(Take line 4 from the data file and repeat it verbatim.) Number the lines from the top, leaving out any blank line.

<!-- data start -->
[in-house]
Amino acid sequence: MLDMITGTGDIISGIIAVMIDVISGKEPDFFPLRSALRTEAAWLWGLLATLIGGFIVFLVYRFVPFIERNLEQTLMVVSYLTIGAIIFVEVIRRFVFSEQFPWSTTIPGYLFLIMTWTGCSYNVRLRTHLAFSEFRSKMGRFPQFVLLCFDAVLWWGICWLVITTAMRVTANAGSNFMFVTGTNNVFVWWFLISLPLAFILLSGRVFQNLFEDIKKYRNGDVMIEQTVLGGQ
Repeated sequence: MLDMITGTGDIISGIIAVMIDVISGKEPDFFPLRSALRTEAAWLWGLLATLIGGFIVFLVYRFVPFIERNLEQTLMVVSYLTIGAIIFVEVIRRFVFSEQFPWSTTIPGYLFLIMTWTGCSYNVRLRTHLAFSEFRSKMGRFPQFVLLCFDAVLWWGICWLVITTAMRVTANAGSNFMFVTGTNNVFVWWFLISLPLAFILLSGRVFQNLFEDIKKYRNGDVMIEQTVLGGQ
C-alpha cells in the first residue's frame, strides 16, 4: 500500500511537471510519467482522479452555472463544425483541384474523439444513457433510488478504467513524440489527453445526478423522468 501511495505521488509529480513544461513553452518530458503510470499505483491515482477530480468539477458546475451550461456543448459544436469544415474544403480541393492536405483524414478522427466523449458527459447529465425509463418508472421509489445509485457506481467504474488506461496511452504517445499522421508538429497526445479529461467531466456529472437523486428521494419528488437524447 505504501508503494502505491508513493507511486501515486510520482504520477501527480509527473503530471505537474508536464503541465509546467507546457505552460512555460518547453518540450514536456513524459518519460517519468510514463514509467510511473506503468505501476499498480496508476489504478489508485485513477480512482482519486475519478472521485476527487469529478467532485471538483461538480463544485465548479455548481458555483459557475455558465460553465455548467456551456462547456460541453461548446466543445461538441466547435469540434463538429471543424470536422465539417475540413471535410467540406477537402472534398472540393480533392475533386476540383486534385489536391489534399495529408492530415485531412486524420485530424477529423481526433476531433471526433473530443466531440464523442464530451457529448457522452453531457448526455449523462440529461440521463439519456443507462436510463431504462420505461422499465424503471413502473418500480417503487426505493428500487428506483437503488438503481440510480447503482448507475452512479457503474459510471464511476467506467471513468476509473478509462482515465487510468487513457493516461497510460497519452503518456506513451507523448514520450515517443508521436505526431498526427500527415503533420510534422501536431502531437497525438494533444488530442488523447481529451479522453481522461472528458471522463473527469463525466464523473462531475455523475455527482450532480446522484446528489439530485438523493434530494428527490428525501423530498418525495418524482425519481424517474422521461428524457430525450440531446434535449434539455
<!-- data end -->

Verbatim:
C-alpha cells in the first residue's frame, strides 16, 4: 500500500511537471510519467482522479452555472463544425483541384474523439444513457433510488478504467513524440489527453445526478423522468 501511495505521488509529480513544461513553452518530458503510470499505483491515482477530480468539477458546475451550461456543448459544436469544415474544403480541393492536405483524414478522427466523449458527459447529465425509463418508472421509489445509485457506481467504474488506461496511452504517445499522421508538429497526445479529461467531466456529472437523486428521494419528488437524447 505504501508503494502505491508513493507511486501515486510520482504520477501527480509527473503530471505537474508536464503541465509546467507546457505552460512555460518547453518540450514536456513524459518519460517519468510514463514509467510511473506503468505501476499498480496508476489504478489508485485513477480512482482519486475519478472521485476527487469529478467532485471538483461538480463544485465548479455548481458555483459557475455558465460553465455548467456551456462547456460541453461548446466543445461538441466547435469540434463538429471543424470536422465539417475540413471535410467540406477537402472534398472540393480533392475533386476540383486534385489536391489534399495529408492530415485531412486524420485530424477529423481526433476531433471526433473530443466531440464523442464530451457529448457522452453531457448526455449523462440529461440521463439519456443507462436510463431504462420505461422499465424503471413502473418500480417503487426505493428500487428506483437503488438503481440510480447503482448507475452512479457503474459510471464511476467506467471513468476509473478509462482515465487510468487513457493516461497510460497519452503518456506513451507523448514520450515517443508521436505526431498526427500527415503533420510534422501536431502531437497525438494533444488530442488523447481529451479522453481522461472528458471522463473527469463525466464523473462531475455523475455527482450532480446522484446528489439530485438523493434530494428527490428525501423530498418525495418524482425519481424517474422521461428524457430525450440531446434535449434539455